For the last several years, scholars, journalists, film makers, writers and activists have examined the violent and vindictive nature of the Indian military occupation in Kashmir. Their work, along with years of involvement in the mass movement for independence, has helped people in Kashmir, who experience the splintering effects of the occupation in their daily lives, make a coherent sense of the oppressive order under which they remain trapped. Kashmiris have become clearer than ever about what is best for their future—and India plays no governing role in it.
In the aftermath of the new uprising in Kashmir that began in July 2016 with the killing of a popular guerilla commander and the brutal crackdown on the protests that followed, people in Kashmir understand there is no ground left for debate with the Indian state. Many just say “We are fed up with ‘talks’ and ‘dialogue’ and ‘engagement.’ Dialogue can never happen meaningfully under a fundamental situation of injustice. The occupation must end.” Of course, India is not even offering talks, because they have really nothing to offer in talks. The Indian establishment just wants to maintain an image of normalcy under the occupation and manage a state of ordered disorder, rather than end it.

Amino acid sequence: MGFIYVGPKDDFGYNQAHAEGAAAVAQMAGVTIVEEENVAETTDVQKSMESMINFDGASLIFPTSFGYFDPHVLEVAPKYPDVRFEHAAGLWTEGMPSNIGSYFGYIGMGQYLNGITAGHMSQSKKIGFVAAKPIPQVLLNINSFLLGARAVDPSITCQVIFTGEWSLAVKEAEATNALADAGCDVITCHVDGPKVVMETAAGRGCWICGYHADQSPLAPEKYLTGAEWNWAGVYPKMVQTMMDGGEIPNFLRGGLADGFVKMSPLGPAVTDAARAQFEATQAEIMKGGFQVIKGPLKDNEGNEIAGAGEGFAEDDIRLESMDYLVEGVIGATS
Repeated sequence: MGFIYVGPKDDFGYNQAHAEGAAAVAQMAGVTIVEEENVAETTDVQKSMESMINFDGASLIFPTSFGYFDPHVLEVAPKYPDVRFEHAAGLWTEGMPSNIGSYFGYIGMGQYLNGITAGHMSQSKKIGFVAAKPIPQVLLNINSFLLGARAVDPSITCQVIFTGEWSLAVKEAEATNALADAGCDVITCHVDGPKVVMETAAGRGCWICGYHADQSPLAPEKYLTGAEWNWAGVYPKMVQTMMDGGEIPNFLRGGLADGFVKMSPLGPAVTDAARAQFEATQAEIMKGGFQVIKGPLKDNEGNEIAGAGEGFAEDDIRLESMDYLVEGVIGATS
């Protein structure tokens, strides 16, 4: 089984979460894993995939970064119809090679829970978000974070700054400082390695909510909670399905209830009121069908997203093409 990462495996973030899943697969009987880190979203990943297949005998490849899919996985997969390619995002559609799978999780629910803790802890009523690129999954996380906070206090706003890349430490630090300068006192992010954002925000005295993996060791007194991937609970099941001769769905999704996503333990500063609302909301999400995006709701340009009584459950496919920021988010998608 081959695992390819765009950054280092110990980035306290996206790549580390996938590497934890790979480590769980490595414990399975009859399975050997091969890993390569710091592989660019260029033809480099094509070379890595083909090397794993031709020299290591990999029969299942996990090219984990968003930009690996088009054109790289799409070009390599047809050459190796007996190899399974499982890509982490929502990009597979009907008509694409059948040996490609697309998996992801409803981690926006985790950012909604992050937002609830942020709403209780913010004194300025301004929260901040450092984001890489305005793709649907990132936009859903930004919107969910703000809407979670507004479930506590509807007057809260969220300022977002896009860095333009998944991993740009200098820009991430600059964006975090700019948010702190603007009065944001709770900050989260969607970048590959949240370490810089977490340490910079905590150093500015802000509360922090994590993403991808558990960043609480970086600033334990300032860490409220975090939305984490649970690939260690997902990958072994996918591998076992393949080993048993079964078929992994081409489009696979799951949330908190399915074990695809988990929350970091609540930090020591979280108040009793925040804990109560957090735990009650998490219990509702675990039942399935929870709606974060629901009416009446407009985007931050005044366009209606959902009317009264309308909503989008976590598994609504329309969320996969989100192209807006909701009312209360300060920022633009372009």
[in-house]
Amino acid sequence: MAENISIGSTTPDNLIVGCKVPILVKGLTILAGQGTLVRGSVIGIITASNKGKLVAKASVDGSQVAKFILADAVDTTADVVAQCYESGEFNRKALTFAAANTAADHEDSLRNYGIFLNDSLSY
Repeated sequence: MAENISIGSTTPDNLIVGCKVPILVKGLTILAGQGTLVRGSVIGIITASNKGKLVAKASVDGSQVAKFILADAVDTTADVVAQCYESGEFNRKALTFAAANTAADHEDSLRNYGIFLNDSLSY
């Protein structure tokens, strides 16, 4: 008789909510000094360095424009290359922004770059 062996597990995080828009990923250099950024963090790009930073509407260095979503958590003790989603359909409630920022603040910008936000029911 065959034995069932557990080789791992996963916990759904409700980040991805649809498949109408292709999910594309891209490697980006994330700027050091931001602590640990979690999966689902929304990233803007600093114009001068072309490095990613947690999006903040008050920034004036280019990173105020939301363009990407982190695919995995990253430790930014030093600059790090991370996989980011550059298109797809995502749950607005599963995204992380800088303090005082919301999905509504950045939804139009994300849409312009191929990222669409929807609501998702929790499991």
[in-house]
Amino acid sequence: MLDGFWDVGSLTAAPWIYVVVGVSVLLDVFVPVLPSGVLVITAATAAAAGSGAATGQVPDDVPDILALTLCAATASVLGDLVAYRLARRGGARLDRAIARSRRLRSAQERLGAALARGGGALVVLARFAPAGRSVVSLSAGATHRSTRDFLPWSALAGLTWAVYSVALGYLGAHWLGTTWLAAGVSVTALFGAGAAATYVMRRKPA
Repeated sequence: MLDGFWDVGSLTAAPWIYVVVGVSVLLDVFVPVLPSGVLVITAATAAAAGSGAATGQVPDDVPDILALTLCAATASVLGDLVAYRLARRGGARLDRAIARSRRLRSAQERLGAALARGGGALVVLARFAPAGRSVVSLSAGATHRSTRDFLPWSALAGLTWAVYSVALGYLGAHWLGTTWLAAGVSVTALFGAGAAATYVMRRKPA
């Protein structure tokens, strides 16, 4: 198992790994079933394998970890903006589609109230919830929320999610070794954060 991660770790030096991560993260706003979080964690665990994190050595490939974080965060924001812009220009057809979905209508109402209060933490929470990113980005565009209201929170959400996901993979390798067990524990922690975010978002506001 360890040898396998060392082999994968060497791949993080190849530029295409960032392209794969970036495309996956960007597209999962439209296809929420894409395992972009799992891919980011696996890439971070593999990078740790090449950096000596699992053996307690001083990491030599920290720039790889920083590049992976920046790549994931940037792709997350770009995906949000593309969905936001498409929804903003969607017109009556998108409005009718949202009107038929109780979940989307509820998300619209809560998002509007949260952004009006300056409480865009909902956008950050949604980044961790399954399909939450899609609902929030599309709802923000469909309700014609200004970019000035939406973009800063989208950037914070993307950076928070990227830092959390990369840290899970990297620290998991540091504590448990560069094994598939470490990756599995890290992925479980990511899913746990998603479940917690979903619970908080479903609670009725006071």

The Indian government has, as it often does, accused Pakistan of fuelling the resentment in Kashmir and arming the otherwise “innocent Kashmiris.” Its media unremittingly recycles half-baked truths to delegitimize the Kashmiri aspiration for azadi as a foreign import. For Indian nationalists, fed on this steady diet of government and media propaganda, and unable to accept there could be a people wanting nothing to do with their union, patronizing Kashmiris as politically naïve and labeling them as dangerously subversive goes hand in hand. For these purposes, “Pakistan” acts as a convenient red herring as well as an object of fear and hatred. Kashmiris and their voices become disposable.
But beyond the Indian polemic about Pakistan’s overinflated role in Kashmir, there is a distraught relationship Kashmiris do in fact have with Pakistan. For Kashmiris, Pakistan’s support is both welcome and a cause for anxiety, especially when it shifts gears: at one moment offering unconditional support to the Kashmiri right to self-determination, at another, backing only those formations that support “merger with Pakistan” over the overwhelming view that favors Kashmir’s independence.